/ location-error-host-id
                              / location-error-code-text
                              / generic-param ; from RFC3261
   location-error-node-id   = "node" EQUAL
                                 DQOUTE hostport DQOUTE ; from RFC3261
   location-error-host-id   = "inserter" EQUAL
                                 DQOUTE hostport DQOUTE ; from RFC3261
   location-error-code-text = "code" EQUAL quoted-string ; from RFC3261


   The Geolocation-Error header MUST contain at least one
   locationErrorValue to indicate what was wrong with the original
   locationValue in the corresponding request. If a Location Recipient
   experienced more than one error a particular locationValue of the
   corresponding SIP request, there can be one locationErrorValue per
   problem with the locationValue in the request.  Each
   locationErrorValue contains one 3-digit error code indicating what
   was wrong with the location in the request.  Each error type has a
   corresponding quoted error text string that is human
   understandable.  If there was something wrong with more than one
   locationValue in a request, a corresponding locationErrorValue would
   be sent, one per error, in the response.

   Each locationErrorValue contains the Location Recipient identifier
   (the "node=" parameter) which experienced the location error, as
   well as an identifier of which SIP entity (the "inserter="
   parameter) the Location Recipient is told (in the locationValue)
   added this problematic locationValue to the request.  The "node="
   and "inserter=" are the domain identifier of a SIP entity, with the
   ability to have the same host communicate on different ports - and
   have port specific identification. This is the same as is entered in
   the "sent-by" parameter of the Via header for that entity
   [RFC3261].  As stated in section 18 of RFC 3261, the usage of FQDN
   is RECOMMENDED.  Here are examples of both locationErrorValue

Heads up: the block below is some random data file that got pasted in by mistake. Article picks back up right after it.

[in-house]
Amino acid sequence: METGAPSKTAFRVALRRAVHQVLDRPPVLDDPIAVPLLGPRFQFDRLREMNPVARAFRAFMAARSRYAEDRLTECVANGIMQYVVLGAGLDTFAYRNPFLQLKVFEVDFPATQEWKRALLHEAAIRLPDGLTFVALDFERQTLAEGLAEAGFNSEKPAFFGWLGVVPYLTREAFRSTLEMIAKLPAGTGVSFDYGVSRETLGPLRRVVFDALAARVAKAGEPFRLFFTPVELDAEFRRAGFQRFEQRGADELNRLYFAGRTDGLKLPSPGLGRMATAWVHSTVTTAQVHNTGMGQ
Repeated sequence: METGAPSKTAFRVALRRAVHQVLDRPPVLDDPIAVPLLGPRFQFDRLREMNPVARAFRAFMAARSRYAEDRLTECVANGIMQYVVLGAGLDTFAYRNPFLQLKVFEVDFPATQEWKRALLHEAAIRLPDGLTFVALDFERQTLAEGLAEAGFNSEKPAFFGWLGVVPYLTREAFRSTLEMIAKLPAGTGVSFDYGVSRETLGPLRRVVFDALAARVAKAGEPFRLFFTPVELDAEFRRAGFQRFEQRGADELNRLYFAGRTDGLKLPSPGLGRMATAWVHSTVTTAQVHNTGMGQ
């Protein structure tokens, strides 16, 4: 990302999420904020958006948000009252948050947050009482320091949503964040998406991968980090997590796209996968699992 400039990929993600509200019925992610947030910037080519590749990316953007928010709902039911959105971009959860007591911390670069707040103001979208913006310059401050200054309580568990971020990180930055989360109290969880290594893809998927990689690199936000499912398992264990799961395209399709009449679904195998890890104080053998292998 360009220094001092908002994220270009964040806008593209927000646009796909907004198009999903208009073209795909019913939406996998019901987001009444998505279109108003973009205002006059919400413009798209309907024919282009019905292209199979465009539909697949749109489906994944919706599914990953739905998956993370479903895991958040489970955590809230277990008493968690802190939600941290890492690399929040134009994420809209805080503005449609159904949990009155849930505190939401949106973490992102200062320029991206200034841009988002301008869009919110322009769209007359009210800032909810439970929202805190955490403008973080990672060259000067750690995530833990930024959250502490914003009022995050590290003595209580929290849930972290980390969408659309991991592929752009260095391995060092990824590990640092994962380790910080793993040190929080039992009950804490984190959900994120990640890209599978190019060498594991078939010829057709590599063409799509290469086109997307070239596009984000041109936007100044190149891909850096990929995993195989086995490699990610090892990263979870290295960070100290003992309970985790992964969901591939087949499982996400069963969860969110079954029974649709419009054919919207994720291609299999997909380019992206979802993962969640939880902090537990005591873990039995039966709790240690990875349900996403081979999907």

parameters

      node="bob.example.com"

      inserter="alice.example.com"



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   Both the "node=" and "inserter=" parameters MUST be present in all
   locationErrorValues in a response, unless the "inserted-by="
   parameter was not in the locationValue of a request (which is a
   violation of this document).  The "inserter=" parameter value is
   copied from the "inserted-by=" parameter within the locationValue of
   the request.  No manipulation or calculation is necessary to
   accomplish this.

   Here's why this is necessary, a Location Recipient that experienced
   the location problem with the request needs to tell the specific SIP
   entity which added the locationValue in error into the original
   request.  Since more than one SIP entity can insert location into a
   request in transit, all other SIP elements may be confused by
   receiving this error header, were it to remain generic to all
   entities in the response path.  So, the header has to identify who
   it is for, so that all other SIP entities that read the header know
   to ignore it, since it is not for them.  This is of particular use
   if the original UAC did not include a locationValue in the original
   SIP request, but a SIP server along the path did insert a
   locationValue.  The locationErrorValue would travel to each SIP
   entity along the original path and tell both the server that
   included the locationValue what was wrong with the location and the
   UAC who did not know what the error meant.  This will cause
   confusion if left without this indication.

   A worse case is when both the original UAC and a SIP server along
   the path included a locationValue, but there was only something
   wrong with one of the locationValues.  Without this identification
   of which locationValue was in error, both entities would react and